Nowadays there is no convincing evidence that pharmacologic prevention or treatment is effective. Drug reduction for sedation and analgesia combined with nonpharmacologic approaches are recommended. In medical and geriatric wards, the prevalence of delirium (present on admission) is of 18-35%. The prevalence of delirium in the community setting is relatively low (1-2%), but its onset usually brings the patient to emergency care. On presentation to the emergency department, delirium is present in 8-17% of all seniors and 40% of nursing home (NH) residents [3]; in particular with moderate-severe dementia [4]. These show high mortality, morbidity, risk of hospital- readmission or longer length of hospitalization [5], increase of costs [6]. In particular length of Delirium in NH residents is higher than hospitalized elders [7]. One of the reasons why Delirium is often under diagnosed is because of poor knowledge and failing staff communication; the consequences are worse clinic and functional outcomes [8]. HELP program in hospital demonstrated that a good staff training about Delirium prevention can reduce incident and duration of Delirium and improve outcomes [8,9] but low knowledge are available about prevention in outpatient setting [10-12].

The purpose of this case-control study was to examine differences in delirium detection and management in a NH between two care units (Unit A and B), of which only one (Unit B) has benefited from multiprofessional staff training on delirium detection, diagnosis and non-pharmacological management.

In particular, the measured outcomes were the differences between clinical negative outcome between the two units A and B.

Objectives

Main outcome was to evaluate whether specific training on non-pharmacological diagnosis, prevention and treatment of Delirium can help to detect more cases of delirium.

Secondary outcomes were:

1) To evaluate the differences between the two units (A and B) in mortality rate, number of hospital admissions, number of falls, and presence of incontinence or pressure ulcers.

2) To evaluate whether there are differences between nonpharmacological approaches in reducing the duration of delirium.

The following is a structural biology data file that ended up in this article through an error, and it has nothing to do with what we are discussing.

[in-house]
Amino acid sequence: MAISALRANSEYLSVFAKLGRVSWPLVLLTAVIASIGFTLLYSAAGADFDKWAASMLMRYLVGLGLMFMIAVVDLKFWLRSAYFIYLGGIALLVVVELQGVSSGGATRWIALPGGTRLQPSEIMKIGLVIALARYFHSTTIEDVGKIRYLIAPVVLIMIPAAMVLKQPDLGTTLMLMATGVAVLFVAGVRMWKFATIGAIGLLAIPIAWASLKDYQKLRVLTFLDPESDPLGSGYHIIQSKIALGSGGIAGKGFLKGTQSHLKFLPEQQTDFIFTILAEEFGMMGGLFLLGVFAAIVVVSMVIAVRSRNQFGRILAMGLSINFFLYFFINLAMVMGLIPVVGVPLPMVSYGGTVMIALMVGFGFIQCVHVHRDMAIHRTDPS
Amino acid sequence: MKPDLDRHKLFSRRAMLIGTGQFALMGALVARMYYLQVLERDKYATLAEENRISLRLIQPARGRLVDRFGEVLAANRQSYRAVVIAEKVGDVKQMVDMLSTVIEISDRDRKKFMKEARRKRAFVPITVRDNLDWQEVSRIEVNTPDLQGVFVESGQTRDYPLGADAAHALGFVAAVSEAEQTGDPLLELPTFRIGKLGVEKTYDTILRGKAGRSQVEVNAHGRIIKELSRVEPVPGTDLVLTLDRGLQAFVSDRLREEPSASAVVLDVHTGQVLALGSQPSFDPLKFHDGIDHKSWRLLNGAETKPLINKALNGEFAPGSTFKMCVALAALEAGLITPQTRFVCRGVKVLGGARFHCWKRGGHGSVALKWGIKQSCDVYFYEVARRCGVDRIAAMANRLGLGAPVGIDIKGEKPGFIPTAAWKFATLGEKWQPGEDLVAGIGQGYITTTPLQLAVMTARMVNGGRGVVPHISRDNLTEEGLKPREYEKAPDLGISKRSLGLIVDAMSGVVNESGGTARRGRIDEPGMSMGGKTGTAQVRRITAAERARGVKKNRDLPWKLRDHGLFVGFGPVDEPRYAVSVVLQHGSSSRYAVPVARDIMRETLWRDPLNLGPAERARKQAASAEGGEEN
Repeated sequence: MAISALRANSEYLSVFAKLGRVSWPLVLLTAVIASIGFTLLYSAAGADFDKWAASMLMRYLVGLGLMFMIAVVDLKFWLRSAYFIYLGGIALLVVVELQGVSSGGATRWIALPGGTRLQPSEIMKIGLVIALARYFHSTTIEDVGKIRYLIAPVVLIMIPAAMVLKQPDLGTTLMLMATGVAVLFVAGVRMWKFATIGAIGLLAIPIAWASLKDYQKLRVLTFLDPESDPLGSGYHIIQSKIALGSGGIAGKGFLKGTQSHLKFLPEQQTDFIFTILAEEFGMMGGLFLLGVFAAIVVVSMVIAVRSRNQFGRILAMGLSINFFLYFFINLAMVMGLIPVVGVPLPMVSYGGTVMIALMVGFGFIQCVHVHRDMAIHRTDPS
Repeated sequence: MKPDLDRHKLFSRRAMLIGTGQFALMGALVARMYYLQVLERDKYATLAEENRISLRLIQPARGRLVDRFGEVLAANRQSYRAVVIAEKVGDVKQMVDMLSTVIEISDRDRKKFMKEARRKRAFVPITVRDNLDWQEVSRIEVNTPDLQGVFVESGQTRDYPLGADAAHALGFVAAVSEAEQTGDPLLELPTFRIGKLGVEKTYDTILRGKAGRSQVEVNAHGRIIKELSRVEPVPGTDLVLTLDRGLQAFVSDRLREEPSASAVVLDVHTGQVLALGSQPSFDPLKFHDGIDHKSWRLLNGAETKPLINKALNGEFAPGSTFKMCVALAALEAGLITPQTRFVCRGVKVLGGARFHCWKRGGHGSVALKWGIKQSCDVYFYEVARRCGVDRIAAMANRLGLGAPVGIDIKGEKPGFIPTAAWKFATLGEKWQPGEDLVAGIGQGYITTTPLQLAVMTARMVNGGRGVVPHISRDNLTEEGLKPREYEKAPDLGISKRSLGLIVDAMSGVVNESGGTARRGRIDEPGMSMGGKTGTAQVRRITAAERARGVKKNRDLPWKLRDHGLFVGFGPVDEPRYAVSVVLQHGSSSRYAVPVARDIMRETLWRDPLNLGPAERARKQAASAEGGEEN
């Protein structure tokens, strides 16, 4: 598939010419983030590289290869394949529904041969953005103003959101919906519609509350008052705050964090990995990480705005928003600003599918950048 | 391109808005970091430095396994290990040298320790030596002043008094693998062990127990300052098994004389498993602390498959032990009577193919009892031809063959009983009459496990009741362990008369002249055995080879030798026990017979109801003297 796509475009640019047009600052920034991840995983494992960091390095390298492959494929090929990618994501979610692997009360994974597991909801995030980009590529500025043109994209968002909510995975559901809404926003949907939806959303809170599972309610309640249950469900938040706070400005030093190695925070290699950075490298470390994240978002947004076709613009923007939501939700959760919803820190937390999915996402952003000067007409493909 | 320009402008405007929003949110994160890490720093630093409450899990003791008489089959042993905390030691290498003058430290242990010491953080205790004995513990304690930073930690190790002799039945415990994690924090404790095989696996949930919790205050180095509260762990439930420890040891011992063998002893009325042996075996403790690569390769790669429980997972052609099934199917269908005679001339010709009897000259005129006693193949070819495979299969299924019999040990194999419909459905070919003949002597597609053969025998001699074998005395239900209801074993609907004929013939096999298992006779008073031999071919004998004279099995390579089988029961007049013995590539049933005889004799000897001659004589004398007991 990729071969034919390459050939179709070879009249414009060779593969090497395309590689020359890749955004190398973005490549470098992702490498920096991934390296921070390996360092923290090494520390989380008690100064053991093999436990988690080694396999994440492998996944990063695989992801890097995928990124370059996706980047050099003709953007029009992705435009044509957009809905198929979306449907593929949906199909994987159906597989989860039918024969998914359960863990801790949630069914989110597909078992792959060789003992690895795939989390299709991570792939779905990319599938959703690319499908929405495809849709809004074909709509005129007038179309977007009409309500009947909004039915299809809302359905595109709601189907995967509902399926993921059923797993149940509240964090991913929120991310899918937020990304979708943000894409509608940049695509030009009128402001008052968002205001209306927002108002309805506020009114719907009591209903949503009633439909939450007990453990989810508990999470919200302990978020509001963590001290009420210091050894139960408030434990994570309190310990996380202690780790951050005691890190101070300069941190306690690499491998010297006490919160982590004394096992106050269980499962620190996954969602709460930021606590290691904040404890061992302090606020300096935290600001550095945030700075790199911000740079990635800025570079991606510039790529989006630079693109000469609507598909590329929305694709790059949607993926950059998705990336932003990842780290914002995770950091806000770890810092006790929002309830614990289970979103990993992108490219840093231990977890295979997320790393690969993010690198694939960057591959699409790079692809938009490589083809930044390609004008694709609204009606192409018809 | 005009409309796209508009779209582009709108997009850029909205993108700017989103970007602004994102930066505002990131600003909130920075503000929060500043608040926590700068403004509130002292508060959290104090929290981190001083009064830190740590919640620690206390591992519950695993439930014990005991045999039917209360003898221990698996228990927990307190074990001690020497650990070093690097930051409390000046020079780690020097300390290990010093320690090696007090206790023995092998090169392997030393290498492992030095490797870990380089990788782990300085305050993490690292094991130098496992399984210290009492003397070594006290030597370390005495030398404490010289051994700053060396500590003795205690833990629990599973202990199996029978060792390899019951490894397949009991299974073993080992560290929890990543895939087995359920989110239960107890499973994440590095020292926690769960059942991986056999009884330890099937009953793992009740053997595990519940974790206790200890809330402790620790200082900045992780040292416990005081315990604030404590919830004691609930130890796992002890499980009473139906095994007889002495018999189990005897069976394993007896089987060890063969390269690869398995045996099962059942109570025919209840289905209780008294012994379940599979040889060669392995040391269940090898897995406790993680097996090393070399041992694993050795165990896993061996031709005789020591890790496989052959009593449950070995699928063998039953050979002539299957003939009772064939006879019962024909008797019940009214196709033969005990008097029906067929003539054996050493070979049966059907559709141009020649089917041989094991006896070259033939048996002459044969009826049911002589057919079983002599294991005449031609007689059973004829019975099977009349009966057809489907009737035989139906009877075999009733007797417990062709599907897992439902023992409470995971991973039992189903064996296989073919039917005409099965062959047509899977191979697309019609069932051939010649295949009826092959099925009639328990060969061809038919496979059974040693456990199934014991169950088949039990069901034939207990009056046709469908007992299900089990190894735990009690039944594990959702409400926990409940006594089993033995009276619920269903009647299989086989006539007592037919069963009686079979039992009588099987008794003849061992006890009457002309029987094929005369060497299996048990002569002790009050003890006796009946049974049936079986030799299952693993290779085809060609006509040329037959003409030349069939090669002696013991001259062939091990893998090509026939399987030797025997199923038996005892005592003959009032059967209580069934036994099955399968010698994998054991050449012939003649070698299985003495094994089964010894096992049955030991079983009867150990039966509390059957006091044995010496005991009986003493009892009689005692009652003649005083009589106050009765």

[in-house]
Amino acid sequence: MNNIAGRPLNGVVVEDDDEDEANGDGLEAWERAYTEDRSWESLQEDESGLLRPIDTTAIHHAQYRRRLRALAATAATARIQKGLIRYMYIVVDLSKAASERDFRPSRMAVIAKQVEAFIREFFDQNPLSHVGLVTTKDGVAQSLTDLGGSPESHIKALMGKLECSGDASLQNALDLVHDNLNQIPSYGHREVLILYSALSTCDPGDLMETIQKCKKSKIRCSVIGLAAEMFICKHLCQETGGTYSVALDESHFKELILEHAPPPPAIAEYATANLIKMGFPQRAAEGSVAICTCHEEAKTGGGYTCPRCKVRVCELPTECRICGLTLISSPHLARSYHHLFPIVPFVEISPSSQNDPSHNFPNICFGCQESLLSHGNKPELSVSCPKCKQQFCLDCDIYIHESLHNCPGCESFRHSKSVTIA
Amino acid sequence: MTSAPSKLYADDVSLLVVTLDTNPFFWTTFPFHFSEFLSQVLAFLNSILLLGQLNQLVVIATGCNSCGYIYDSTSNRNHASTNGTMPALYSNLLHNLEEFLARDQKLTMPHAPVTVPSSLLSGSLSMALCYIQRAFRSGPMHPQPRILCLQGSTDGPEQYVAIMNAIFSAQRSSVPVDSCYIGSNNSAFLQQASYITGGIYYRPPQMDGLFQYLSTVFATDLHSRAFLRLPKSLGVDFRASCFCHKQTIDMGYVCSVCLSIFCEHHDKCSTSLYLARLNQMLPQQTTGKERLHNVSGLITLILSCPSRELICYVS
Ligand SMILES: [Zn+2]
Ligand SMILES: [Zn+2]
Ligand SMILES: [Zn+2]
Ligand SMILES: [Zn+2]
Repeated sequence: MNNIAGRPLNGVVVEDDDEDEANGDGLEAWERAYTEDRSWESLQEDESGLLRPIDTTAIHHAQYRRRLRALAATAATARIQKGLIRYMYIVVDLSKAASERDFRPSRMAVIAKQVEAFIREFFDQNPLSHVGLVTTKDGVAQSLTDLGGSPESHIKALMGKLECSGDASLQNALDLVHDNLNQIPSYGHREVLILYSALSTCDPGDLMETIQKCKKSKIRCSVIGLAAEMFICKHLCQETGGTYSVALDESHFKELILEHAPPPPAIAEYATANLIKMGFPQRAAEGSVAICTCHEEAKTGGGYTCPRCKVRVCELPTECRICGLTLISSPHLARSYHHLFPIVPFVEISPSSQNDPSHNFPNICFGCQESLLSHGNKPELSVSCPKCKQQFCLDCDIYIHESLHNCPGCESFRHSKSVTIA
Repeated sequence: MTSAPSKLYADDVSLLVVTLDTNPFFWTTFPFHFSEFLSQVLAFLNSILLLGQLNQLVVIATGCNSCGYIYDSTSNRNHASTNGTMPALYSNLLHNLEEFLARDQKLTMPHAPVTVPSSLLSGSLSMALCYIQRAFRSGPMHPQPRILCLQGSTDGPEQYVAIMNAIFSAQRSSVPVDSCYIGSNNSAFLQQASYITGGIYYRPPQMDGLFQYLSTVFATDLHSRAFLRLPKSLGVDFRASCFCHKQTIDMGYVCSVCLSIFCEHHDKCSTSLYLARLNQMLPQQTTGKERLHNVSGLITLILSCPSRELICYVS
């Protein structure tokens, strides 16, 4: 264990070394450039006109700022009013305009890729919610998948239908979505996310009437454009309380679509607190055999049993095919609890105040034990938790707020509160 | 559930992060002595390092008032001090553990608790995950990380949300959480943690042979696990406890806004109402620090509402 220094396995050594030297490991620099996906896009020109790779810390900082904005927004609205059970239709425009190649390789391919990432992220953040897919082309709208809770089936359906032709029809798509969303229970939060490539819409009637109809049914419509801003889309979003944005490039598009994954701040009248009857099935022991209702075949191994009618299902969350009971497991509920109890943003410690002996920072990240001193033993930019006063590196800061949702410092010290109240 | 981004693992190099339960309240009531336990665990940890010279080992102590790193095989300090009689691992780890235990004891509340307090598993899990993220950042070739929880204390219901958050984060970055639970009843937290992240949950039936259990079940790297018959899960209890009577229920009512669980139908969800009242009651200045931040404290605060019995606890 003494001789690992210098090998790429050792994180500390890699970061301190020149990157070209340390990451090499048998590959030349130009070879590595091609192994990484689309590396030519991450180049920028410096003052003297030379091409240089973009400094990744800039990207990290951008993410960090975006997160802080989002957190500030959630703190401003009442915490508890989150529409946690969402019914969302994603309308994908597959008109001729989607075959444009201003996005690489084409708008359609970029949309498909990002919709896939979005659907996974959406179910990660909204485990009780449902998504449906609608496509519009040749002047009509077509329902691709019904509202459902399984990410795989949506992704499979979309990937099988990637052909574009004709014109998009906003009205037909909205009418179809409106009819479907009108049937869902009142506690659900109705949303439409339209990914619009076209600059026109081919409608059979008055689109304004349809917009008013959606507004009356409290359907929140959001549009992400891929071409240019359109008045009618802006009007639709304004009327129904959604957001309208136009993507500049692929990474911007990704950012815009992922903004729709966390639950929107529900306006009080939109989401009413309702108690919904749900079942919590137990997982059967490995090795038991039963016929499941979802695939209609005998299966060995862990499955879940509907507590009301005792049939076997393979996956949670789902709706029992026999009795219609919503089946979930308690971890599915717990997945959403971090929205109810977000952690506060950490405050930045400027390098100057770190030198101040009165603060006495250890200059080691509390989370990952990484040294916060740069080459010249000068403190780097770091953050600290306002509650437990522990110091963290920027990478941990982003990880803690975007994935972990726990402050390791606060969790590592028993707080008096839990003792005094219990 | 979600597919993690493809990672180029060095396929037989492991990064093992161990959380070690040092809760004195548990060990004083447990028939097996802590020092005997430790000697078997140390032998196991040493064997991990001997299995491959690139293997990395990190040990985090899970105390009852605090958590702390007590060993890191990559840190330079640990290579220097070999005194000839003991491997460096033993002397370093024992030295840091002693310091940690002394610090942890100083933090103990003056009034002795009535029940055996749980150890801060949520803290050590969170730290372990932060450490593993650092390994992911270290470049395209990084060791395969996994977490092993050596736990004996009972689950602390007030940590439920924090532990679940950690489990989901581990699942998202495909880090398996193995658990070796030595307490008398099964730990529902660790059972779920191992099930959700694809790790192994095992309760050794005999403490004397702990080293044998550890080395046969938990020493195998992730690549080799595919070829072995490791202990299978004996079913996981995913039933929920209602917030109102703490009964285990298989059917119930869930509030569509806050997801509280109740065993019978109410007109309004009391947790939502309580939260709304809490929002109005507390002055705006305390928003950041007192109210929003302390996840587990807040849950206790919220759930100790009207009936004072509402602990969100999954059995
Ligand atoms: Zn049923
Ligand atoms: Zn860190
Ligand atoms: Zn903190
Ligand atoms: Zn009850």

Materials and Methods

In the NH "E. Cialdini "in Modena in a period of one month were assisted 113 guests, 42 men and 71 women with an average age of 84.9 years. The study provided for comparison between two NH units (A”control group” and B”case group”) in the detection, evaluation and management of complications of Delirium cases. Nurses involved in Unit B were offered a specific training of 4 hours. Nucleus A had a group control function without having been trained on Delirium. Both patients' units have been evaluated in: comorbidity (CIRS) (10), number of drugs, onset of delirium, triggering cause, possible pharmacological and/or non-pharmacological approach to the cause. The measured outcomes were: mortality, hospital admissions, falls, incontinence or pressure ulcers onset.

Delirium has been diagnosed using the Confused Assessment Method (CAM) validated tool (11). In Unit B, a database was also collected to identify which approaches to prevent or which kind of pharmacological or non -pharmacological interventions have been adopted. Regarding last one we considered this check-list: reorientation, hydration, intestinal problems treatment, oxygen control and/or administration if necessary, catheter elimination, early mobilization, pain relief after detection and measurement, reduction in the number of medication, elimination of physical restraints, interventions on sensory deprivation and promoting sleep. In both group nurses had completed a university degree course, the average age was 27 years with 3 years of work experience.